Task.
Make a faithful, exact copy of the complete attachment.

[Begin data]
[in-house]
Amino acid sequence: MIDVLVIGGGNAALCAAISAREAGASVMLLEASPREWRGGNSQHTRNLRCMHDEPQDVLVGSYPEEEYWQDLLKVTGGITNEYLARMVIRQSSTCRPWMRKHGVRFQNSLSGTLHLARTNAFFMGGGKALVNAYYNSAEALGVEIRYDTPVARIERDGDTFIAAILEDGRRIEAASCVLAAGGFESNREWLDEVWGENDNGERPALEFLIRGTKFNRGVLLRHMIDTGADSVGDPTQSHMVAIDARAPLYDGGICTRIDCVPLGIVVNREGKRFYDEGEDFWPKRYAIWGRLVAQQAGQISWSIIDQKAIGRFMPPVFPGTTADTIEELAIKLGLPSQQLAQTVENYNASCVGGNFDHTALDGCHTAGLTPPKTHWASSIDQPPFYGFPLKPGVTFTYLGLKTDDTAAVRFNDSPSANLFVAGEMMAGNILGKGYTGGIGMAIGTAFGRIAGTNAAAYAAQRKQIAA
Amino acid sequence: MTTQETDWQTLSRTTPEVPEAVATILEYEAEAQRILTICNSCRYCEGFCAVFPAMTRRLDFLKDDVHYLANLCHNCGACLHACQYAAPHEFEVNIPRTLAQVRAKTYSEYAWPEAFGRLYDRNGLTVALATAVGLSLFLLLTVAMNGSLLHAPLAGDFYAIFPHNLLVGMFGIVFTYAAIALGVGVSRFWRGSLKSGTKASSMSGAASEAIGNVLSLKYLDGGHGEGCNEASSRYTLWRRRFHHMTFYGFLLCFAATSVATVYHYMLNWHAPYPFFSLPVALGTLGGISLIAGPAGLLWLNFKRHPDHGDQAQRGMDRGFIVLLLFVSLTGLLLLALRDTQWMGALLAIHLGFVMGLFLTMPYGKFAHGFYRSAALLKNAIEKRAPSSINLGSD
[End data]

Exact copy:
[in-house]
Amino acid sequence: MIDVLVIGGGNAALCAAISAREAGASVMLLEASPREWRGGNSQHTRNLRCMHDEPQDVLVGSYPEEEYWQDLLKVTGGITNEYLARMVIRQSSTCRPWMRKHGVRFQNSLSGTLHLARTNAFFMGGGKALVNAYYNSAEALGVEIRYDTPVARIERDGDTFIAAILEDGRRIEAASCVLAAGGFESNREWLDEVWGENDNGERPALEFLIRGTKFNRGVLLRHMIDTGADSVGDPTQSHMVAIDARAPLYDGGICTRIDCVPLGIVVNREGKRFYDEGEDFWPKRYAIWGRLVAQQAGQISWSIIDQKAIGRFMPPVFPGTTADTIEELAIKLGLPSQQLAQTVENYNASCVGGNFDHTALDGCHTAGLTPPKTHWASSIDQPPFYGFPLKPGVTFTYLGLKTDDTAAVRFNDSPSANLFVAGEMMAGNILGKGYTGGIGMAIGTAFGRIAGTNAAAYAAQRKQIAA
Amino acid sequence: MTTQETDWQTLSRTTPEVPEAVATILEYEAEAQRILTICNSCRYCEGFCAVFPAMTRRLDFLKDDVHYLANLCHNCGACLHACQYAAPHEFEVNIPRTLAQVRAKTYSEYAWPEAFGRLYDRNGLTVALATAVGLSLFLLLTVAMNGSLLHAPLAGDFYAIFPHNLLVGMFGIVFTYAAIALGVGVSRFWRGSLKSGTKASSMSGAASEAIGNVLSLKYLDGGHGEGCNEASSRYTLWRRRFHHMTFYGFLLCFAATSVATVYHYMLNWHAPYPFFSLPVALGTLGGISLIAGPAGLLWLNFKRHPDHGDQAQRGMDRGFIVLLLFVSLTGLLLLALRDTQWMGALLAIHLGFVMGLFLTMPYGKFAHGFYRSAALLKNAIEKRAPSSINLGSD